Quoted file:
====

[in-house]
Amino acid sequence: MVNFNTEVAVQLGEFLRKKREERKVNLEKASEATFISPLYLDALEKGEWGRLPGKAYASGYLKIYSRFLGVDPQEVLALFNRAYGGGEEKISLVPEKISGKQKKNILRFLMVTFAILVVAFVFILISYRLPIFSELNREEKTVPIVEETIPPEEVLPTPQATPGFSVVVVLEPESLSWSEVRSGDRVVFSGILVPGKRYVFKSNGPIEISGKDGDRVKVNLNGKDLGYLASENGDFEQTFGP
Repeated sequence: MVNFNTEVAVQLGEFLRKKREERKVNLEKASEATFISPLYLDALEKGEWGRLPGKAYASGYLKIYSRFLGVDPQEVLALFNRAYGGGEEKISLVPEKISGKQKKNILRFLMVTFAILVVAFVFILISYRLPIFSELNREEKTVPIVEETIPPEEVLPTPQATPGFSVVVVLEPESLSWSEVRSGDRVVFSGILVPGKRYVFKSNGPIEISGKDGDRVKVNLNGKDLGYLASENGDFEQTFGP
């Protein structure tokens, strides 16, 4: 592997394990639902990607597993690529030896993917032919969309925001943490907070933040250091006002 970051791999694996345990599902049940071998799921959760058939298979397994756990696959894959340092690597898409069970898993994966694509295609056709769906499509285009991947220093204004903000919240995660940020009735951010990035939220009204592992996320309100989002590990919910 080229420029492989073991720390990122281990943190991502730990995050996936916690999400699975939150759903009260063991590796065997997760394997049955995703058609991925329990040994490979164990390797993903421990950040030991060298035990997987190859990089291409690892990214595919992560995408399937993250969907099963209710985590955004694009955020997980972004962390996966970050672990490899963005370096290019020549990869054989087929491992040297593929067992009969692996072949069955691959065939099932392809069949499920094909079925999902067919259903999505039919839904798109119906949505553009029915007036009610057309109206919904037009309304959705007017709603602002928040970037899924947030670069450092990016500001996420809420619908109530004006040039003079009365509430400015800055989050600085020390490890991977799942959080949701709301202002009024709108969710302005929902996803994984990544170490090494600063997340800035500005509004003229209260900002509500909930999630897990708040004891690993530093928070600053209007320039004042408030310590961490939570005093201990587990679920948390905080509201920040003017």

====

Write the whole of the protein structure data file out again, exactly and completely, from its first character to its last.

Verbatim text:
[in-house]
Amino acid sequence: MVNFNTEVAVQLGEFLRKKREERKVNLEKASEATFISPLYLDALEKGEWGRLPGKAYASGYLKIYSRFLGVDPQEVLALFNRAYGGGEEKISLVPEKISGKQKKNILRFLMVTFAILVVAFVFILISYRLPIFSELNREEKTVPIVEETIPPEEVLPTPQATPGFSVVVVLEPESLSWSEVRSGDRVVFSGILVPGKRYVFKSNGPIEISGKDGDRVKVNLNGKDLGYLASENGDFEQTFGP
Repeated sequence: MVNFNTEVAVQLGEFLRKKREERKVNLEKASEATFISPLYLDALEKGEWGRLPGKAYASGYLKIYSRFLGVDPQEVLALFNRAYGGGEEKISLVPEKISGKQKKNILRFLMVTFAILVVAFVFILISYRLPIFSELNREEKTVPIVEETIPPEEVLPTPQATPGFSVVVVLEPESLSWSEVRSGDRVVFSGILVPGKRYVFKSNGPIEISGKDGDRVKVNLNGKDLGYLASENGDFEQTFGP
């Protein structure tokens, strides 16, 4: 592997394990639902990607597993690529030896993917032919969309925001943490907070933040250091006002 970051791999694996345990599902049940071998799921959760058939298979397994756990696959894959340092690597898409069970898993994966694509295609056709769906499509285009991947220093204004903000919240995660940020009735951010990035939220009204592992996320309100989002590990919910 080229420029492989073991720390990122281990943190991502730990995050996936916690999400699975939150759903009260063991590796065997997760394997049955995703058609991925329990040994490979164990390797993903421990950040030991060298035990997987190859990089291409690892990214595919992560995408399937993250969907099963209710985590955004694009955020997980972004962390996966970050672990490899963005370096290019020549990869054989087929491992040297593929067992009969692996072949069955691959065939099932392809069949499920094909079925999902067919259903999505039919839904798109119906949505553009029915007036009610057309109206919904037009309304959705007017709603602002928040970037899924947030670069450092990016500001996420809420619908109530004006040039003079009365509430400015800055989050600085020390490890991977799942959080949701709301202002009024709108969710302005929902996803994984990544170490090494600063997340800035500005509004003229209260900002509500909930999630897990708040004891690993530093928070600053209007320039004042408030310590961490939570005093201990587990679920948390905080509201920040003017």